Rich dog's tale just doesn't wag true

Published Jan. 13, 1999|Updated Sept. 28, 2005

But the corporation behind it might still make an offer on Sylvester Stallone's Miami estate.

As it turns out, Gunther might be nothing more than a hound dog.

For the time being, the gist of the story about the millionaire German shepherd apparently stands: An overseas company with beaucoup bucks wants to buy Sylvester Stallone's estate.

But is the offer coming from the world's richest dog? A canine that owes its fortune to an affectionate German countess who died in 1992?

Maybe not.

"If you want to write it's a joke, you can write that," Maurizio Mian, a spokesman for the attempted purchase, said Tuesday. "I won't do anything."

In the end, it might rank among Miami's all-time best _ worst? _ publicity stunts.

A news release, distributed Monday to South Florida news outlets, got the ball rolling. The claim: Gunther, a German shepherd that lives a transcontinental lifestyle with riches bequeathed by the late Countess Karlotta Liebenstein, is "eyeing" the Stallone mansion.

Behind the pooch's "offer" are the human administrators of Gunther Corp. Those unnamed individuals, who reportedly oversee the Bahamian company born from the inheritance, are eager to compete with Orient-Express hotels for purchase of Stallone's property.

But wait a moment, Mr. Mian: Can you explain this story published in the Italian press? It ran in spring 1995:

Countess Karlotta Liebenstein never existed, and therefore never left any money in her will to the dog Gunther. The story that attributed to the German shepherd the juicy inheritance _ left by an extravagant German noblewoman _ was simply a hoax.

"It was just an invention to publicize the philosophy of the Gunther Group and the Gunther Foundation," Mian was quoted as saying in '95.

Today, 5,000 miles away and four years later, Mian retracts that quote, saying he was only trying to throw off an Italian press that was unfair to the Gunther Foundation, now the Gunther Corp.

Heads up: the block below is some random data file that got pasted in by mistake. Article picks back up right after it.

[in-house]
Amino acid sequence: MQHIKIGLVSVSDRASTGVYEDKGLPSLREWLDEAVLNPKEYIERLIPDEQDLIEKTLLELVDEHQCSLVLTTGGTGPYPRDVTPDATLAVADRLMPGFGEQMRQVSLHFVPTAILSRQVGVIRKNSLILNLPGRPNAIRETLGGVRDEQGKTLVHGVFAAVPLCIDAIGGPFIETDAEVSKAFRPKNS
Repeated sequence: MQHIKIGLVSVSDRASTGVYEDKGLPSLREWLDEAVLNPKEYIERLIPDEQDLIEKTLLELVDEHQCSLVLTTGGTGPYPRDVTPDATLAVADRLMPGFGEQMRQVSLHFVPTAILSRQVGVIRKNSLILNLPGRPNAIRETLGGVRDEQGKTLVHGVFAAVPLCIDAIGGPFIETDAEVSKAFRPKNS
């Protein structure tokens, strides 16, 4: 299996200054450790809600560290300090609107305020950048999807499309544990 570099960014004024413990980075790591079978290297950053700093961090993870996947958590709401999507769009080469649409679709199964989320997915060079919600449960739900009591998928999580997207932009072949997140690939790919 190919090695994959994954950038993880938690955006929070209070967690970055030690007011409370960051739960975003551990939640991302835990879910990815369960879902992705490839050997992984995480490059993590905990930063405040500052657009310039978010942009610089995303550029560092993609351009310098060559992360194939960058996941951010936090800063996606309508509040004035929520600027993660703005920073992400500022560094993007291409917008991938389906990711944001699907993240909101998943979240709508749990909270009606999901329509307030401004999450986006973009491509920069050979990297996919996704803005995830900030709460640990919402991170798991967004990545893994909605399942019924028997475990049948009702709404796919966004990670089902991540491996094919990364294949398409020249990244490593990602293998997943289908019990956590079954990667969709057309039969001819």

Gunther's new tail, er, tale has its own set of unconfirmed questions: Was there ever a countess? Who is behind the Gunther Corp.? Can a dog have millions? Is Gunther really the wealthiest dog in the world?

Gunther Corp. provided Coral Gables publicist Jack Wolfe with a page copied from the Italian edition of the Guinness Book of Records. It calls Gunther the richest dog. But a Guinness spokeswoman said Tuesday that wasn't quite right.

"They've looked into it," said Kim Stram about the European Guinness staff. "But they don't have enough to go on right now. Their decision is, it's not a Guinness record."

And what about the musical group _ formed years ago as the Gunther Group, now reconfigured as heads of the corporation and ready to make a Miami-based comeback, complete with a barking Gunther?

Mian, who identified himself as a lawyer who is also acting as a research scientist for the Gunther Corp., won't name them or set a date for their comeback.

Despite the turn in Gunther's real estate bid, agents sponsoring the offer say it's legitimate. Alan Jacobson, co-owner of Wimbish-Riteway Realty, said he reviewed what he considers to be a legitimate letter from a bank signed by employees of the bank.

"According to information provided, they do, indeed, have the funds to purchase the property," said Jacobson, who is working with Stallone on the sale of his home. "Supposedly, they are coming in with a contract some time this week."

Mian provided a vague description of Gunther Corp.'s business activities. He said the company, which in European news reports has been credited with sponsorship of sports teams and musical groups, is devoted to "sports, science and entertainment."

"And, of course, everything that gives the dog a high quality of life."